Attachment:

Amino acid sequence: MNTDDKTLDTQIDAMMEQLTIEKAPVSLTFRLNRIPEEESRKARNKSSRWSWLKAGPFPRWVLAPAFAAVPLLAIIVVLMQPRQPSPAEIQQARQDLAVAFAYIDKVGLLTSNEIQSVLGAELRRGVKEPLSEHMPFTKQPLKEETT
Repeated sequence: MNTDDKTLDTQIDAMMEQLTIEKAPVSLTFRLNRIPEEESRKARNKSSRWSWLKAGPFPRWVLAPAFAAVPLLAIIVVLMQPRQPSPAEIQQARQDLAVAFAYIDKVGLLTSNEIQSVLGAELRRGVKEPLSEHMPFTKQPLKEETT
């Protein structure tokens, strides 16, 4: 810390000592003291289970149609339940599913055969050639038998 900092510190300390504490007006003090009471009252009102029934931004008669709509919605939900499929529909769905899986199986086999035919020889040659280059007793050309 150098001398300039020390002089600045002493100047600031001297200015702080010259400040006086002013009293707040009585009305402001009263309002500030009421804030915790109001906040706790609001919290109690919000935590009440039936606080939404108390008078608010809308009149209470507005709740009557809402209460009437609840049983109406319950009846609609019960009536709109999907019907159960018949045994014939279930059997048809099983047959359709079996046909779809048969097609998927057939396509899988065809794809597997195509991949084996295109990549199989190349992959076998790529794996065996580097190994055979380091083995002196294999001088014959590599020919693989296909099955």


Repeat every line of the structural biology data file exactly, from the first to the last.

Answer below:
Amino acid sequence: MNTDDKTLDTQIDAMMEQLTIEKAPVSLTFRLNRIPEEESRKARNKSSRWSWLKAGPFPRWVLAPAFAAVPLLAIIVVLMQPRQPSPAEIQQARQDLAVAFAYIDKVGLLTSNEIQSVLGAELRRGVKEPLSEHMPFTKQPLKEETT
Repeated sequence: MNTDDKTLDTQIDAMMEQLTIEKAPVSLTFRLNRIPEEESRKARNKSSRWSWLKAGPFPRWVLAPAFAAVPLLAIIVVLMQPRQPSPAEIQQARQDLAVAFAYIDKVGLLTSNEIQSVLGAELRRGVKEPLSEHMPFTKQPLKEETT
């Protein structure tokens, strides 16, 4: 810390000592003291289970149609339940599913055969050639038998 900092510190300390504490007006003090009471009252009102029934931004008669709509919605939900499929529909769905899986199986086999035919020889040659280059007793050309 150098001398300039020390002089600045002493100047600031001297200015702080010259400040006086002013009293707040009585009305402001009263309002500030009421804030915790109001906040706790609001919290109690919000935590009440039936606080939404108390008078608010809308009149209470507005709740009557809402209460009437609840049983109406319950009846609609019960009536709109999907019907159960018949045994014939279930059997048809099983047959359709079996046909779809048969097609998927057939396509899988065809794809597997195509991949084996295109990549199989190349992959076998790529794996065996580097190994055979380091083995002196294999001088014959590599020919693989296909099955």